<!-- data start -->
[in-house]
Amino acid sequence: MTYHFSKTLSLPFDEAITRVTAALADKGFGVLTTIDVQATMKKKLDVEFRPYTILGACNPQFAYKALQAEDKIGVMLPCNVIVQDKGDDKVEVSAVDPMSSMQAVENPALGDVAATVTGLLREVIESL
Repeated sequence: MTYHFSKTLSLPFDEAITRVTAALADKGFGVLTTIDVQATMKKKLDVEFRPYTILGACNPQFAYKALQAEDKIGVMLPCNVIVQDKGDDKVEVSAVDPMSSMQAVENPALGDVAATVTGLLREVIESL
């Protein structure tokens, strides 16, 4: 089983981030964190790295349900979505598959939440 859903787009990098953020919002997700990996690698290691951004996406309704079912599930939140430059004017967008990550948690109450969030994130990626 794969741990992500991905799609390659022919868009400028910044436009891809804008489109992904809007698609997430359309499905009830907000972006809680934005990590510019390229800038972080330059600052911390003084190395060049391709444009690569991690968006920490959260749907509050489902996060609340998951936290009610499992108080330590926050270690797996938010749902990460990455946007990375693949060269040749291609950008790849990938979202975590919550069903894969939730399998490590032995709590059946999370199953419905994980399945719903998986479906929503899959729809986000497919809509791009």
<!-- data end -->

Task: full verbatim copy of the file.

[in-house]
Amino acid sequence: MTYHFSKTLSLPFDEAITRVTAALADKGFGVLTTIDVQATMKKKLDVEFRPYTILGACNPQFAYKALQAEDKIGVMLPCNVIVQDKGDDKVEVSAVDPMSSMQAVENPALGDVAATVTGLLREVIESL
Repeated sequence: MTYHFSKTLSLPFDEAITRVTAALADKGFGVLTTIDVQATMKKKLDVEFRPYTILGACNPQFAYKALQAEDKIGVMLPCNVIVQDKGDDKVEVSAVDPMSSMQAVENPALGDVAATVTGLLREVIESL
């Protein structure tokens, strides 16, 4: 089983981030964190790295349900979505598959939440 859903787009990098953020919002997700990996690698290691951004996406309704079912599930939140430059004017967008990550948690109450969030994130990626 794969741990992500991905799609390659022919868009400028910044436009891809804008489109992904809007698609997430359309499905009830907000972006809680934005990590510019390229800038972080330059600052911390003084190395060049391709444009690569991690968006920490959260749907509050489902996060609340998951936290009610499992108080330590926050270690797996938010749902990460990455946007990375693949060269040749291609950008790849990938979202975590919550069903894969939730399998490590032995709590059946999370199953419905994980399945719903998986479906929503899959729809986000497919809509791009």